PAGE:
Mommy/Daddy Dates – Every child craves special time with a parent. Once a month, Mom or Dad takes one child out for a special experience or treat.

Topsy-Turvy Day – The children wake up to find their toothbrushes in the fridge, their shoes in the hall, or whatever else you choose to misplace—and come to breakfast to find dinner, or dessert!

Santa’s Toy Swap – Along with cookies and milk, have each child leave a few gently used toys that Santa’s elves can give to other children.

‘Special You’ Plate – Comb the thrift store for one special plate—something colorful and whimsical. Each time a child does something special—an award at school, a good deed—he or she gets the special plate at dinner.

Service Project Day – Once a month, have the whole family pitch in at your local food pantry or soup kitchen, or volunteer for another community service activity.

‘Yes’ Day – Every time you say no to your children, have them put the request in writing and drop it in a jar. Each month, let each child pick one activity from the jar that you must agree to go along with.
 

Published with permission from RISMedia.


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The Average Credit Scores of First-Time Homebuyers

August 26, 2016 12:49 am


Your credit score is one of the most important considerations in the home-buying process, determining not only the approval of a mortgage, but also the rate attached to it.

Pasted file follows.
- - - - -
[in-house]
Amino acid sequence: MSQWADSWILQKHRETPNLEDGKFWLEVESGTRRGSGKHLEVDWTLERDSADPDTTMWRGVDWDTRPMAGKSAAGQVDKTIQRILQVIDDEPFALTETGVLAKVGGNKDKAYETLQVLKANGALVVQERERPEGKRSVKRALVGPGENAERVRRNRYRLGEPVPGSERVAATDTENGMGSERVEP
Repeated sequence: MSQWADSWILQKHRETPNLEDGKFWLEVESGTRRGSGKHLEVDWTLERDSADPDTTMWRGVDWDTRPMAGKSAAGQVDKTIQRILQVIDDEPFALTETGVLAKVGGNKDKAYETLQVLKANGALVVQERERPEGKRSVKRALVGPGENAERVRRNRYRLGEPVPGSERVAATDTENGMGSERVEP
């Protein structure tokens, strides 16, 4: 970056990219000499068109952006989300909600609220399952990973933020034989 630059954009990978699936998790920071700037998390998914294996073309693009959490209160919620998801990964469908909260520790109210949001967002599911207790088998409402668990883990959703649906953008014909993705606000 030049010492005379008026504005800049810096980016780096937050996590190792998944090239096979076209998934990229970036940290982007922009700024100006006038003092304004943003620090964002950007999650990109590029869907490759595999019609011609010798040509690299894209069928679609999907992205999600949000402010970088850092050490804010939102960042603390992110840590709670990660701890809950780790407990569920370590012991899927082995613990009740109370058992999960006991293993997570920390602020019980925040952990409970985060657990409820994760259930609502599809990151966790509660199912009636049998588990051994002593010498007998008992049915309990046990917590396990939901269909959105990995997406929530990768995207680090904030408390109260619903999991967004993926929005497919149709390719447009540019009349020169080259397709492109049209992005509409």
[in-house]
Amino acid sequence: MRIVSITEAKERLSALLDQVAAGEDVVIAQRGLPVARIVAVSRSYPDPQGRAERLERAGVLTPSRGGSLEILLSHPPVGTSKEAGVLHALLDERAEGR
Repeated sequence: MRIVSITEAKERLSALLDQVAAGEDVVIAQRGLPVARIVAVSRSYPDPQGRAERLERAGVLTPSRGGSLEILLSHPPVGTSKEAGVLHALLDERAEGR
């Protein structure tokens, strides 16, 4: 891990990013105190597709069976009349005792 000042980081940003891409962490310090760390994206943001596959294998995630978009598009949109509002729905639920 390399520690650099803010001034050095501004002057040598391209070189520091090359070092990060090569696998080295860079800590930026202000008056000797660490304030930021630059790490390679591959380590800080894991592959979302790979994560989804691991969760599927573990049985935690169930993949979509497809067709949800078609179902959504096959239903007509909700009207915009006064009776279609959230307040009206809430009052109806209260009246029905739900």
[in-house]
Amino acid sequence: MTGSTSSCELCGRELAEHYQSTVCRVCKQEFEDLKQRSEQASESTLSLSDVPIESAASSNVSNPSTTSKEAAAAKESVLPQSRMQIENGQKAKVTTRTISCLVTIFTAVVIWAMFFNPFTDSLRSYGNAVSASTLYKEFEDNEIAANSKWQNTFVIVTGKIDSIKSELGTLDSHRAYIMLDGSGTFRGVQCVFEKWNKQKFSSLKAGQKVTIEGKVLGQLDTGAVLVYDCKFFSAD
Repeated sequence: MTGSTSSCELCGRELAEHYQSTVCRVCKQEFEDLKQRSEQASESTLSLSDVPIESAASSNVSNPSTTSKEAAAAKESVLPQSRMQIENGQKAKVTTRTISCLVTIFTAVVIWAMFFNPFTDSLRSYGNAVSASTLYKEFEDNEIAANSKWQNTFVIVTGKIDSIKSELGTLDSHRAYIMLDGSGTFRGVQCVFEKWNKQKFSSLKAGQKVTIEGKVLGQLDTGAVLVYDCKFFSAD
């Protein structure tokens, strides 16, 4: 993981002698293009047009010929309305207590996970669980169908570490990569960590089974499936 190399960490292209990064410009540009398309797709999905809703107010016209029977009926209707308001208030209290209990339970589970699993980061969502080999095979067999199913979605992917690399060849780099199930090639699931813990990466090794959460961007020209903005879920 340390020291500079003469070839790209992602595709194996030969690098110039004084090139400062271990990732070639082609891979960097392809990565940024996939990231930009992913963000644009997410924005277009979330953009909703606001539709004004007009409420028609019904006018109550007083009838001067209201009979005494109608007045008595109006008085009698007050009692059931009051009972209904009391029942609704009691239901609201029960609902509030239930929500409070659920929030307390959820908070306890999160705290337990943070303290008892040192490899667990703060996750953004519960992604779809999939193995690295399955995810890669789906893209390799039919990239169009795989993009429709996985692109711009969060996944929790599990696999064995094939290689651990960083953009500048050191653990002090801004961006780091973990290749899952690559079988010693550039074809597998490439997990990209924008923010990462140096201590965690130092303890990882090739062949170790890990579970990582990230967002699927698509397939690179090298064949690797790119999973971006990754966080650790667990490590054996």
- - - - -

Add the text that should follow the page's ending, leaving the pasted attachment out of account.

As a first-time homebuyer, you may be wondering what the ideal score is. A recent update from the Ellie Mae Millennial Tracker™ may shed some light on the answer.

According to the Tracker, the average FICO score of a millennial borrower who closed on a home loan this summer was 723; the average FICO score of a millennial borrower who closed on a conventional loan, however, was 748. The average FICO score of a millennial borrower who closed on an FHA loan this summer was lower, at 691. The majority of millennials in Ellie Mae’s Tracker obtained a conventional loan.

“Economic uncertainty may be contributing to a general tightening of credit, which could explain why we are seeing a slight uptick in the average FICO scores for closed loans to millennials,” said Joe Tyrrell, executive vice president of Corporate Strategy at Ellie Mae, in a statement. “We also continue to see FHA loans play a significant role in helping millennials make their homeownership dreams a reality. These types of loans make up 37 percent of all closed loans to this generation, compared to just 23 percent of closed loans across all generations of homebuyers.”

FHA loans averaged 45 days to close this summer, according to the Tracker; conventional loans averaged one day less, at 44.

Source: Ellie Mae
 

Published with permission from RISMedia.


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Favorable Lending Standards, Low Rates to Lift Housing Through 2016

August 26, 2016 12:49 am


A recently released forecast expects the economy to regain ground through the remainder of the year, boding well for the housing market in the months to come.